Ancient manufacture?

There is no ancient textile with the same wave (3/1 herringbone)

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One response to “Ancient manufacture?

  • Episcopalian

    The weave of the shroud is three-hop (three over one) twill with a herringbone pattern. This is a very distinctive weaving pattern. In twill weaving, the weft or cross thread passes over two, three or more warp threads before passing under a single one. Warp threads are the threads that are strung onto the loom first before weaving begins, usually in a vertical direction. Warp threads invariably are the threads that run the length of the cloth. During weaving, the hop over and then under process is repeated across the entire width of the cloth. Then, at the next weft row (or pick as it is sometimes called) the hop pattern is offset by one warp thread. And then the next pick, offset again; and on and on. This creates a fine ridge at an angle that gives an illusion that the cloth is woven at an angle. Twill is said to have a diagonal wale or texture. Ordinary denim blue used for blue jeans provides an excellent example of twill weave and the hop is clearly visible.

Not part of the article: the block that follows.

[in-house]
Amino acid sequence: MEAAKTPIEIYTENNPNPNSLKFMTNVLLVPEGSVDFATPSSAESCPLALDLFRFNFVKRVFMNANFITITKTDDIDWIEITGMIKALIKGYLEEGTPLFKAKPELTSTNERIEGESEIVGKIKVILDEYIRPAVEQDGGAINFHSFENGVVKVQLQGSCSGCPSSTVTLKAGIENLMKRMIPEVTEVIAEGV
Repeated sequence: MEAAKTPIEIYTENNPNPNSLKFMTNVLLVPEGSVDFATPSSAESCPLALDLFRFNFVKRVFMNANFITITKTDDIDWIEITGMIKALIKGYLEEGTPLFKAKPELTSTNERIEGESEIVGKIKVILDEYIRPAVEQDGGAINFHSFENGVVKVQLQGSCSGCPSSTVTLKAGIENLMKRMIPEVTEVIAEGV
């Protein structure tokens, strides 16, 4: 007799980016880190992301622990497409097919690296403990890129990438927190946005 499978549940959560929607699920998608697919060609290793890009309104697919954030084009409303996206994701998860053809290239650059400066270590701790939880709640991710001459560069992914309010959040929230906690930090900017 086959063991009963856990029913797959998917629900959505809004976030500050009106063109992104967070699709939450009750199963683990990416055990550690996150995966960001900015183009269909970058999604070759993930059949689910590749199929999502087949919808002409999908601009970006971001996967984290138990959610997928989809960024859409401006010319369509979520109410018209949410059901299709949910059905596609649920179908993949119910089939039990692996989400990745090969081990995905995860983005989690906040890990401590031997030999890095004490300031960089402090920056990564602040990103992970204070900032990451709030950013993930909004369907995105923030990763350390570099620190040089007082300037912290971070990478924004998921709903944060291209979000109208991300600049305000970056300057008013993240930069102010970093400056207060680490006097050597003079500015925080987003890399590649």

A herringbone pattern is sometimes introduced into a twill weave by every now and then reversing the offset so that the diagonal wale is reversed. The resulting appearance resembles the backbone pattern of a herring, hence the name herringbone. Other decorative and complex patterns including lozenges, waves and zig-zags can be created in twill weaving by varying the hop in different ways.

    Herringbone twill, specifically, has been found in fabric samples dating back as far as 400 B.C. among the mummified remains of a Celtic people found in ancient Hallstatt salt mines near present-day Vienna. Other herringbone cloth, made from horsehair, has been found in Ireland dating from possibly as early as the arrival of Celtic people on the island around 600 B.C.. Other complex twill patterns going back to at least 200 B.C., and probably earlier, have been found with mummies discovered in the Tarim Basin in present-day Xinjiang, China. In Northern Italy, a six foot long piece of linen cloth was found with twilling and lozenge patterning that is almost certainly from the third millennium B.C..

    Linen itself has been around for a very long time and in diverse parts of the world. Fragments of Egyptian linen at the British Museum in London and the Bolton Museum in Lancashire are over 6,000 years old. The wrappings from the mummy of Rameses II, the pharaoh of the Israelite Exodus from Egypt, are linen. They are very well preserved.

    In the Hebrew Bible, what Christians call the Old Testament, we learn that curtains of the Tabernacle were of fine linen. Aaron, the high priest, wore a linen coat and linen miter.

    In other words, linen and twill cloth, even herringbone twill, has been around for a long time. We might reasonably suppose that herringbone twill linen was produced in the weaving centers of Alexandria, Antioch, Damascus and in other cities in Hellenistic and Roman antiquity. Claims from some skeptics that a three-over-one herringbone is too elaborate for Roman Palestine, or that a piece of linen could not have lasted 2000 years is historically unsustainable.

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